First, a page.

“But a certain Samaritan, as he journeyed, came where he was: and when he saw him, he had compassion on him, And went to him, and bound up his wounds, pouring in oil and wine, and set him on his own beast, and brought him to an inn, and took care of him” (Luke 10:33,34 KJV).

How can this classic passage, the Parable of the Good Samaritan, enlighten us concerning God’s purpose and plan for the nation Israel?

In ancient times, the road between Jericho and Jerusalem was lengthy, steep, winding, and lonely. Caves and crevices made excellent places in which thieves could hide as they waited to assault and rob any passersby (particularly merchants). Such was the case of the unfortunate soul traveling this route in the Parable of the Good Samaritan (verse 30). As the Lord delivers this message, His audience knows all too well its plausibility. Having departed Jerusalem and heading toward Jericho—the order highly important, as we will see later—the traveler is beaten up and his clothes are taken. Suffering extensive injuries, he lies helplessly, dying on the side of the road.

By “chance” or coincidence, and not by Divine design, a priest is using that route when he encounters the dying man. Nevertheless, the priest does not come to his aid; he moves to the farther side of the road and continues his journey (verse 31)! A Levite, also traveling, then makes his way to see the dying man. While the Levite looks upon the vulnerable soul with a bit more sympathy, he too “switches lanes” and carries on with his trip (verse 32)! Finally, a Samaritan arrives on the scene, and is moved with such compassion as he beholds a most terrible sight (verse 33). Here is a naked man, bloodied and bruised, and left to die! The Samaritan rescues him, tending to his injuries and paying for his recovery in an inn (verse 34). In closing, the Samaritan speaks to the innkeeper, promising to return one day and recompense in full any debts accumulated (verse 35). Paraphrased, Jesus thus reasons: “Lawyer, you go love your neighbor like that Samaritan esteemed that hopeless soul” (verses 36,37).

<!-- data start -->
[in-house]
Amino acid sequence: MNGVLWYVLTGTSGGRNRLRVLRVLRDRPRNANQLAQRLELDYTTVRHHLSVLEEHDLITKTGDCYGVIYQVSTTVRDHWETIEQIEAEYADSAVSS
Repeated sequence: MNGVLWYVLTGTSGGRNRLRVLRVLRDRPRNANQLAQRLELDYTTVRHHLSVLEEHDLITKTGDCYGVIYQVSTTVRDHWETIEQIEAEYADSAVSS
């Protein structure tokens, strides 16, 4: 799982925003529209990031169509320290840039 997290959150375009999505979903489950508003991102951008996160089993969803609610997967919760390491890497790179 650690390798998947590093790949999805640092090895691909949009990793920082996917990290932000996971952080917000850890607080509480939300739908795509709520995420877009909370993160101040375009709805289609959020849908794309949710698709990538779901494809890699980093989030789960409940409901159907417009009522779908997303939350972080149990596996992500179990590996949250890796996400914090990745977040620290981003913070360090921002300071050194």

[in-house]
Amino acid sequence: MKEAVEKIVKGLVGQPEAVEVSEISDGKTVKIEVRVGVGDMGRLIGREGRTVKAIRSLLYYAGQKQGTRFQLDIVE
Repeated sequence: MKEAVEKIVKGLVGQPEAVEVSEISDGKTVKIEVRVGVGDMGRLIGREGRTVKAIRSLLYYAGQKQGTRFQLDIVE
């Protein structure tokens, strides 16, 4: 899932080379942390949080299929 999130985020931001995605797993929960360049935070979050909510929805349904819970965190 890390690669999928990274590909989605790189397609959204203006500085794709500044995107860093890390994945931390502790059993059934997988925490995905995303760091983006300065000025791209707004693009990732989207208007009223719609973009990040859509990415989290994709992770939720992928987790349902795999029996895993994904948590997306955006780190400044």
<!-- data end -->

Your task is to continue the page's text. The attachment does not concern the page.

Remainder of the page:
To be blunt, this parable was extremely disturbing to Jesus’ Jewish listeners….